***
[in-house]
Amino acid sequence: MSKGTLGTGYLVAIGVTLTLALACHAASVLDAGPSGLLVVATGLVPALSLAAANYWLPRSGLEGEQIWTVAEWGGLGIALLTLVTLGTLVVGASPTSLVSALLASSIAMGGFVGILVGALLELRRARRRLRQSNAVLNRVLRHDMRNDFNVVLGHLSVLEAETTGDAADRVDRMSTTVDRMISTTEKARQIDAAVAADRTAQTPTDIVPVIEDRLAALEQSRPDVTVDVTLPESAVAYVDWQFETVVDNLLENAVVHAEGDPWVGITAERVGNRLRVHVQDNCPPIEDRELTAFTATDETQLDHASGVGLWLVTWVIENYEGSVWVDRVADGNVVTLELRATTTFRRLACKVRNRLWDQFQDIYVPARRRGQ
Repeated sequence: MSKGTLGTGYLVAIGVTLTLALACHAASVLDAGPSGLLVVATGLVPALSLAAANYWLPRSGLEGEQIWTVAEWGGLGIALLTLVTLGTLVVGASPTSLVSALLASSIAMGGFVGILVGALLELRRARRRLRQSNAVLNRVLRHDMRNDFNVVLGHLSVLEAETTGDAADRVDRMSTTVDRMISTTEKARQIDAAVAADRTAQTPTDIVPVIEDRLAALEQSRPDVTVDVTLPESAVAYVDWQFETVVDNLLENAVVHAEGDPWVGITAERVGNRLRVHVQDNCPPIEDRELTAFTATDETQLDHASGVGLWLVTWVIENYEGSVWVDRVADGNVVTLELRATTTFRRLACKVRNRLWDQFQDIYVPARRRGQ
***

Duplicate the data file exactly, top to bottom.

[in-house]
Amino acid sequence: MSKGTLGTGYLVAIGVTLTLALACHAASVLDAGPSGLLVVATGLVPALSLAAANYWLPRSGLEGEQIWTVAEWGGLGIALLTLVTLGTLVVGASPTSLVSALLASSIAMGGFVGILVGALLELRRARRRLRQSNAVLNRVLRHDMRNDFNVVLGHLSVLEAETTGDAADRVDRMSTTVDRMISTTEKARQIDAAVAADRTAQTPTDIVPVIEDRLAALEQSRPDVTVDVTLPESAVAYVDWQFETVVDNLLENAVVHAEGDPWVGITAERVGNRLRVHVQDNCPPIEDRELTAFTATDETQLDHASGVGLWLVTWVIENYEGSVWVDRVADGNVVTLELRATTTFRRLACKVRNRLWDQFQDIYVPARRRGQ
Repeated sequence: MSKGTLGTGYLVAIGVTLTLALACHAASVLDAGPSGLLVVATGLVPALSLAAANYWLPRSGLEGEQIWTVAEWGGLGIALLTLVTLGTLVVGASPTSLVSALLASSIAMGGFVGILVGALLELRRARRRLRQSNAVLNRVLRHDMRNDFNVVLGHLSVLEAETTGDAADRVDRMSTTVDRMISTTEKARQIDAAVAADRTAQTPTDIVPVIEDRLAALEQSRPDVTVDVTLPESAVAYVDWQFETVVDNLLENAVVHAEGDPWVGITAERVGNRLRVHVQDNCPPIEDRELTAFTATDETQLDHASGVGLWLVTWVIENYEGSVWVDRVADGNVVTLELRATTTFRRLACKVRNRLWDQFQDIYVPARRRGQ